A sequence of events is isochronous if the events occur regularly, or at equal time intervals. The term isochronous is used in several technical contexts, but usually refers to the primary subject maintaining a constant period or interval (the reciprocal of frequency), despite variations in other measurable factors in the same system.
Isochronous timing differs from synchronous timing, in that the latter refers to relative timing between two or more sequences of events.
In horology, a mechanical clock or watch is isochronous if it runs at the same rate regardless of changes in its drive force, so that it keeps correct time as its mainspring unwinds or chain length varies. This includes pendulum clocks. For example, as noted by Galileo Galilei in the late 16th century, the oscillation period of a given pendulum is nearly constant, regardless of the angle of its swing (if the angle is kept small). Isochrony is important in timekeeping devices.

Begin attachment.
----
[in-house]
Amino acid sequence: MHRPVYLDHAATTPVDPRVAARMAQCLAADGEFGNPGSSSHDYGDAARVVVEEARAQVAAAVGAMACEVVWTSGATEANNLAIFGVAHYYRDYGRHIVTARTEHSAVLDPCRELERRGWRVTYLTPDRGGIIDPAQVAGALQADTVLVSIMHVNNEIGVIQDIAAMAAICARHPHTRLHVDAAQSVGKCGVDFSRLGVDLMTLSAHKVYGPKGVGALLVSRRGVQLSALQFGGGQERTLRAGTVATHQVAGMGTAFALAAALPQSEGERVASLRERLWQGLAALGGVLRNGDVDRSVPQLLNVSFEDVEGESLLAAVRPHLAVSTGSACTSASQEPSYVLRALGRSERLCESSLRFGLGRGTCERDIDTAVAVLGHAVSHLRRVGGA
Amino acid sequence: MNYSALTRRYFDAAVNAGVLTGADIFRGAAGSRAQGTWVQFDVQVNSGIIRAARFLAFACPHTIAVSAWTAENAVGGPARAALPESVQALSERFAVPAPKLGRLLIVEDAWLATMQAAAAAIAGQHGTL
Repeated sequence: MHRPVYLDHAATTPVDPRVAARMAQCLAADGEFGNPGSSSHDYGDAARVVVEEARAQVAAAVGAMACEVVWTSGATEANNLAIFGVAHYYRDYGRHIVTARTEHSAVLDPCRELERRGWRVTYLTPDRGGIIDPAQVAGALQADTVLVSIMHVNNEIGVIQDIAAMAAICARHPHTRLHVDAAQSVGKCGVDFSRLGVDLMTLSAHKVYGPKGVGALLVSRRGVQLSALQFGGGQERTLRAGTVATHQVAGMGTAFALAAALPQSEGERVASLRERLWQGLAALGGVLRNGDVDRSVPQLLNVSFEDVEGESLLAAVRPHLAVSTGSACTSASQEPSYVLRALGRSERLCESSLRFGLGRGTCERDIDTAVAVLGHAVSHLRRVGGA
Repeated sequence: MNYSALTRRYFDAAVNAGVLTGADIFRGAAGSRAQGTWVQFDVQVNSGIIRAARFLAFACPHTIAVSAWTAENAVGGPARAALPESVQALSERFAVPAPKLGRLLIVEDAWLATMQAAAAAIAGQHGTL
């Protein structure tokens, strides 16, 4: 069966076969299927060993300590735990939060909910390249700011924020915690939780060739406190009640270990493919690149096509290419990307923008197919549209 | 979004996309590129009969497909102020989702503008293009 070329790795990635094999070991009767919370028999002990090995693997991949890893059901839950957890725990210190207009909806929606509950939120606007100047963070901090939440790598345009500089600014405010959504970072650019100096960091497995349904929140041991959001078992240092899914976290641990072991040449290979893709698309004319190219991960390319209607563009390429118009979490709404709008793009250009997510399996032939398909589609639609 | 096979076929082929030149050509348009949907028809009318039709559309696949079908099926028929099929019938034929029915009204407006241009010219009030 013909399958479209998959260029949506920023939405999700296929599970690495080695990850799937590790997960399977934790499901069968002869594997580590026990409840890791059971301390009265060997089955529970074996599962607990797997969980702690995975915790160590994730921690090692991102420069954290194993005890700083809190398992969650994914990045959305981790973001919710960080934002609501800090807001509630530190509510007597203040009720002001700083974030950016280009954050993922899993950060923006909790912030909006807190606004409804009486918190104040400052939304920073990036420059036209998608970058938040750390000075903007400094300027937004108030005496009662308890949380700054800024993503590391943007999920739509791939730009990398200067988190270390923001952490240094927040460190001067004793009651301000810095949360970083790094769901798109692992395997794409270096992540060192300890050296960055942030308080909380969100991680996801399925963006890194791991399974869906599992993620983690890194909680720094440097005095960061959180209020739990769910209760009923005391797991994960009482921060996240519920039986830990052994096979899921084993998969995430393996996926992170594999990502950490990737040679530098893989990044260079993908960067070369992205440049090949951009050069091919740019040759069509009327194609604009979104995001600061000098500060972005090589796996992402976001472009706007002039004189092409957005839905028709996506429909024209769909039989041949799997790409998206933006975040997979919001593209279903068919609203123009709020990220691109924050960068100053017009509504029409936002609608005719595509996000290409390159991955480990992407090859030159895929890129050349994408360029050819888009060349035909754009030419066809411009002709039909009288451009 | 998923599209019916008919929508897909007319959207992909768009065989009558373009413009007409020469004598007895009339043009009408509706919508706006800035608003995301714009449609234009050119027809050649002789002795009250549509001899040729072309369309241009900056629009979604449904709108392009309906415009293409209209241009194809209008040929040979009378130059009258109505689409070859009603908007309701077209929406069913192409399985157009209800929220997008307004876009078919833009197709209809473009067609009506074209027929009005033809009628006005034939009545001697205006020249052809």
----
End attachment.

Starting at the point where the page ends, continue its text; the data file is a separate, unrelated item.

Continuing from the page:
In telecommunications, an isochronous signal is one where the time interval separating any two corresponding transitions is equal to the unit interval or to a multiple of the unit interval; but phase is arbitrary and potentially varying.
The term is also used in data transmission to describe cases in which corresponding significant instants of two or more sequential signals have a constant phase relationship.